The Chilean mesquite tree (Prosopis chilensis), native to South America, is popular in the Southwest for landscaping because of its dome-shaped canopy of leafed branches. The leaves of this tree are particularly interesting and showy, giving the tree much of its ornamental appeal.
Chilean mesquite trees have bipinnately compound leaves. Rather than being single-bladed, this type of leaf has a complex formation, with a number of small leaflets attached to a central axis known as a pinnae. The leaflets look like flattened needles and grow opposite each other. This pattern gives the foliage a feathery appearance, resembling that of a fern.
The number of leaflets that grow on the pinnae of the Chilean mesquite tree varies. On some, there may be as few as 10 pairs of leaflets growing opposite each other. On other pinnae, there can be as many as 29 pairs of leaflets.
Types of Mesquite
A close relative of the Chilean mesquite tree is the Argentine mesquite. This type of mesquite has many of the same characteristics of the Chilean mesquite, but there is an easy way to tell the two apart. On the Argentine mesquite, the leaflets growing on the pinnae are much closer together than on the Chilean tree. In addition, the Argentine mesquite has almost twice as many leaflets per pinnae as the Chilean mesquite.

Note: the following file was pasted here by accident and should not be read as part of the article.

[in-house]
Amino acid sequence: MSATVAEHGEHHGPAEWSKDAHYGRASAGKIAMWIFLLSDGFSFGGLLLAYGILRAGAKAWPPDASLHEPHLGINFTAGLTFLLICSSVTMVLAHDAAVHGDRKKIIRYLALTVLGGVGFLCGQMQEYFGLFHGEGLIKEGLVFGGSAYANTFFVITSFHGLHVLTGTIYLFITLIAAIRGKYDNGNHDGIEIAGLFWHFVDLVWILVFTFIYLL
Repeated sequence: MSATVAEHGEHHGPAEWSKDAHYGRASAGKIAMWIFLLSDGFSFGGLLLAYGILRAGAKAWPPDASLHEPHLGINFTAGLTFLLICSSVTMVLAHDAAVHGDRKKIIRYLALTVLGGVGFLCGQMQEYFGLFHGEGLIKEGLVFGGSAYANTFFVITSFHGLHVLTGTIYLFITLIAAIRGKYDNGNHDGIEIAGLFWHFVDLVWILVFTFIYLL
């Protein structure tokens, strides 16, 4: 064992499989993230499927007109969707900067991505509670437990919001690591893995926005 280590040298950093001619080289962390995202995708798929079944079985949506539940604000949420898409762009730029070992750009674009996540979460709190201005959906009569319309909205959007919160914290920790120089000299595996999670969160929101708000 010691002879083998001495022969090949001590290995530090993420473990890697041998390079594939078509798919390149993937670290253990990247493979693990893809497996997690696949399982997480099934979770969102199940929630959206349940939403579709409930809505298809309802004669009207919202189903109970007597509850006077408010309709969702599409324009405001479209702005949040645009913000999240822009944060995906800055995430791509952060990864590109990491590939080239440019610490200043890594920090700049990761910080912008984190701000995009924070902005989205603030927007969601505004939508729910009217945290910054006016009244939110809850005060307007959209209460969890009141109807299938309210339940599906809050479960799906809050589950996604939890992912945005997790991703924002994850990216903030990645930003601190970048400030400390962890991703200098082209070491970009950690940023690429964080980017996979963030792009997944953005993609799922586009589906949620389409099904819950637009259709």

The leaves of the Chilean mesquite produce a great deal of shade. Overlapping in great numbers the leaves form a canopy that blocks out much of the sunshine, an asset in the hot and sunny Southwest. In addition, the Chilean mesquite tree appears lush from a distance, with the green leaves providing color in desert landscapes.
The Chilean mesquite is a semi-deciduous tree, meaning that it will shed only some of its leaves during the winter months. The tree tends to lose more leaves in desert regions where the winter temperatures are a bit chillier, such as Tucson and Las Vegas. The remaining leaves of the Chilean mesquite will fall off in the spring, but then quickly grow back duirng the same season.